Mezzabarba, Carlo Ambrogio

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Patriarch of Alexandria and apostolic visitator to China; b. Pavia, c. 1685, d. Lodi, Dec. 7, 1741. Mezzabarba was accredited by Clement X with powers of legate a latere (Sept. 18, 1719); his mission to the Sino-Manchu Empire was to negotiate acceptance of the constitution Ex illa die of March 19, 1715, condemning the Chinese rites. In a series of audiences from Dec. 31, 1720, to March 1, 1721, Hsüan-yeh treated the papal plenipotentiary with marked honors, but angrily spurned the antirites decree and threatened repressive measures if it was enforced. Hoping to ease the grave tension, the legate issued a pastoral instruction (Macau, Nov. 4, 1721) in which he accorded eight qualifying permissions previously authorized by Rome itself in case of need, but which were quashed by Benedict XIV 20 years later (1742). Unsuccessful in his mission, Mezzabarba left China on Dec. 9, 1721, and on July 13, 1725, he was named to the See of Lodi. His confessor during the ill-fated legation, the Servite Sostegno Viani, wrote a diary of events, Giornale della Legazione (Cologne 1740), which was critical of the actions of the Beijing Jesuits in this affair.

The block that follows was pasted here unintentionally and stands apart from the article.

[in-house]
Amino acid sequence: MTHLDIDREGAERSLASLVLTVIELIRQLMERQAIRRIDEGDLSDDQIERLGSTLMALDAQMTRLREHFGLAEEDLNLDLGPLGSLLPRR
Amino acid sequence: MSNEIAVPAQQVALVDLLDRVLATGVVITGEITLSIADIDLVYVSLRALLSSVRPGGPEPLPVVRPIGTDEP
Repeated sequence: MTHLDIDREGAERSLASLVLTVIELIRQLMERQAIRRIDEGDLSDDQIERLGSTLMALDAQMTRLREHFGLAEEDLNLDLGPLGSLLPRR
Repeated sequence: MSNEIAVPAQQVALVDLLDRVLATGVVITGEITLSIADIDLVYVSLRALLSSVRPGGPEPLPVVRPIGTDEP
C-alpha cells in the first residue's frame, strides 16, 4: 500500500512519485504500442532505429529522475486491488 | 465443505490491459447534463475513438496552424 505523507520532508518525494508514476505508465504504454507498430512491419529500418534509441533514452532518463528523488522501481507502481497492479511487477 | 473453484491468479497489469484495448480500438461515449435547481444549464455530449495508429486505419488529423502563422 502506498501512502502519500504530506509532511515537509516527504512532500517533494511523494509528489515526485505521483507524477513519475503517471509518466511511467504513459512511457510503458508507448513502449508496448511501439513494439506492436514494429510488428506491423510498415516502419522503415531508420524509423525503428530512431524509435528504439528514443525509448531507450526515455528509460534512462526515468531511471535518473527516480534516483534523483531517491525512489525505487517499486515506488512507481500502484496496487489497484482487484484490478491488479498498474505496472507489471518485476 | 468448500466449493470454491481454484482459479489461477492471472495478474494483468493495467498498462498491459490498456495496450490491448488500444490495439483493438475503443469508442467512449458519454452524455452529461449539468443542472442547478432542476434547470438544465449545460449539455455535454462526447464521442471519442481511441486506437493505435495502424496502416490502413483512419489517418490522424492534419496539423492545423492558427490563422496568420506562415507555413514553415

Bibliography: l. pastor, The History of the Popes from the Close of the Middle Ages, 40 v. (London-St. Louis 193861): v. 1, 6th ed.; v. 2, 7th ed.; v. 36, 5th ed.; v. 78, 1112, 3d ed.; v. 910, 4th ed.; v. 1340, from 1st German ed. Geschichte der Päpste seit dem Ausgang des Mittelalters, 16 v. in 21 (Freiburg 18851933; repr. 1955) 33:468484, follows Viani's Giornale, but with supplementary correctives. a. s. rosso, Apostolic Legations to China of the 18th Century (South Pasadena, Calif. 1948) 342390, gives translation of the Chinese "Mandarins' Diary," or official court record of the negotiations, plus relevant imperial decrees.

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